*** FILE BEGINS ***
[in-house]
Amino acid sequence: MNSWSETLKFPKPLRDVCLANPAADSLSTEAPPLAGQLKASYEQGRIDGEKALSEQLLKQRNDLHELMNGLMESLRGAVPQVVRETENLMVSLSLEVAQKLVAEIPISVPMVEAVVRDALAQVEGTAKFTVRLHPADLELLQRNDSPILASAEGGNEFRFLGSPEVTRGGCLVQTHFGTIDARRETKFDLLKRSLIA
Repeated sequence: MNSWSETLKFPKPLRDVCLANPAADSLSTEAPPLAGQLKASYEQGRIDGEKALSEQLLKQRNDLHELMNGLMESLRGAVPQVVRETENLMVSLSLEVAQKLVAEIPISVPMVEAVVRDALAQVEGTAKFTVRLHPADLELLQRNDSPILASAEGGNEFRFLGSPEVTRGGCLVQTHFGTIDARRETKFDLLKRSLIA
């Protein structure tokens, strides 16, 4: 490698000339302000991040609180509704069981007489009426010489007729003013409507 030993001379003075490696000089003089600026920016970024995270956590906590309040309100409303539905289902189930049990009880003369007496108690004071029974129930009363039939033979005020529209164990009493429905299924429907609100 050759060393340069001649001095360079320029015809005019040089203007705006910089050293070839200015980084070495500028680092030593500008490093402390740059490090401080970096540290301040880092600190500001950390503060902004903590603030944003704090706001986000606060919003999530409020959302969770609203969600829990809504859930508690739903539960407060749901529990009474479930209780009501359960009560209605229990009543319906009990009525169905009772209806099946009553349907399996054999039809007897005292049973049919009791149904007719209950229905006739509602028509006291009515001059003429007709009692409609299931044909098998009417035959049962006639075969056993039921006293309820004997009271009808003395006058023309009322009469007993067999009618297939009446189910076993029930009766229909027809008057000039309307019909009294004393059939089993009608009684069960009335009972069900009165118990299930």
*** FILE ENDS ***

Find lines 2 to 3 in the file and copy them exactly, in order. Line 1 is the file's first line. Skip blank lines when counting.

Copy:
Amino acid sequence: MNSWSETLKFPKPLRDVCLANPAADSLSTEAPPLAGQLKASYEQGRIDGEKALSEQLLKQRNDLHELMNGLMESLRGAVPQVVRETENLMVSLSLEVAQKLVAEIPISVPMVEAVVRDALAQVEGTAKFTVRLHPADLELLQRNDSPILASAEGGNEFRFLGSPEVTRGGCLVQTHFGTIDARRETKFDLLKRSLIA
Repeated sequence: MNSWSETLKFPKPLRDVCLANPAADSLSTEAPPLAGQLKASYEQGRIDGEKALSEQLLKQRNDLHELMNGLMESLRGAVPQVVRETENLMVSLSLEVAQKLVAEIPISVPMVEAVVRDALAQVEGTAKFTVRLHPADLELLQRNDSPILASAEGGNEFRFLGSPEVTRGGCLVQTHFGTIDARRETKFDLLKRSLIA